I know that my own heart has hurt.
Deeply and devastatingly so.
And so if my heart has nearly been broken, what of God’s…
What of God’s breaking heart?

What of Mary who knew that same pain of loving yet having to let go unto a fate
much greater than most could ever imagine or conceive?

And yet we will always choose love…
Love that is not met in like kind.

Because it is what love does.

Love, as the bitter taste of saline silently rolls down
our cheeks.

Who shall separate us from the love of Christ?
Shall trouble or hardship or persecution or famine or nakedness or danger or sword?
As it is written:

“For your sake we face death all day long;
we are considered as sheep to be slaughtered.”
No, in all these things we are more than conquerors through him who loved us.
For I am convinced that neither death nor life, neither angels nor demons,
neither the present nor the future, nor any powers, neither height nor depth,
nor anything else in all creation, will be able to separate us from the love of God that
is in Christ Jesus our Lord.

Romans 8:35-39

fall of the legends

Some people hear their own inner voices with great clearness and they live by what they hear. Such people become crazy, or they become legends.
One Stab–Legends of the Fall

“History has its truth, and so has legend. Legendary truth is of another nature than historical truth. Legendary truth is invention whose result is reality. Furthermore, history and legend have the same goal; to depict eternal man beneath momentary man.”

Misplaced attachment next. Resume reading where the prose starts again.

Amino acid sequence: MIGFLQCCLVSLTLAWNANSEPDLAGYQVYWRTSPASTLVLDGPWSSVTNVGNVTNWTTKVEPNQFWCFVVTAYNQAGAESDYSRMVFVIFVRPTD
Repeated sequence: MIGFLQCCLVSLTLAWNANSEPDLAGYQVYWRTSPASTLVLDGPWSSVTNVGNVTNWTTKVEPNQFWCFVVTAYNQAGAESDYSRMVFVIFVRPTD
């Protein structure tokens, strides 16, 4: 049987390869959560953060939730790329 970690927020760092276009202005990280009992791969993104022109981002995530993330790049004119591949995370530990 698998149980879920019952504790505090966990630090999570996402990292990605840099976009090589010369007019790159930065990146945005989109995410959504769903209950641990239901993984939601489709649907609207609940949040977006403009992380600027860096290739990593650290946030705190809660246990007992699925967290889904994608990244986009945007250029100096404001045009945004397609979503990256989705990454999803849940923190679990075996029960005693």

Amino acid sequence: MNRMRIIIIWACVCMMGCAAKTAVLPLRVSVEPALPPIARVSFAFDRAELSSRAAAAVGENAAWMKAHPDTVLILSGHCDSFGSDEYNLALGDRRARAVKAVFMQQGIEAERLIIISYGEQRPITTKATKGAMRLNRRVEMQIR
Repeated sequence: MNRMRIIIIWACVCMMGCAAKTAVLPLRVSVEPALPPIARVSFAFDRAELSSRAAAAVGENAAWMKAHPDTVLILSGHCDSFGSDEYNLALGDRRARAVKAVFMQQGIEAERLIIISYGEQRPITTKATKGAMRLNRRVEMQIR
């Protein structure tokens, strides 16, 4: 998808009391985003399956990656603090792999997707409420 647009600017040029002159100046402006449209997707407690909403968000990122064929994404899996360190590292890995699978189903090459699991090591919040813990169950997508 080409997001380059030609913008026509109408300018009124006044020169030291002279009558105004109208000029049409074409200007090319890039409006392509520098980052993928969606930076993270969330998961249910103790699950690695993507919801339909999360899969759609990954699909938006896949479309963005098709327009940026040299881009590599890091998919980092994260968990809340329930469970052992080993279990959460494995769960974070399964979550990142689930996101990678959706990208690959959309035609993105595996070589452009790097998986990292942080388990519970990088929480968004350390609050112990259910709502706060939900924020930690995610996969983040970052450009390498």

― Victor Hugo

IMG_0758
( Schönbrunn Palace Gardens / Vienna, Austria / Julie Cook 2012)

Each day, another individual who lives in our limelight, bites the dust. . .

A well known major network news anchor embellishes his in-field reporting (aka tells lies).

Another older well known and long married nationally syndicated news story reporter has been carrying on a tawdry and torrid, and now very public, affair with a much younger married woman.

A revered married and highly decorated Army General is accused of disclosing highly classified information to his biographer who also happened to be his key love interest.

Another news anchor fails to disclose his political contributions to a high profile presidential candidate which now clouds his “non biased” honest reporting.

A beloved actor and comedian is suddenly accused of a litany of sexual assaults spanning the past 30 years.

The hottest new NFL quarterback hopeful, who was living the life of the fast and furious, has spent the past 6 months of the off season cleaning up in re-hab.

Many an up and coming national political figure has been discovered to be leading a dubious double life—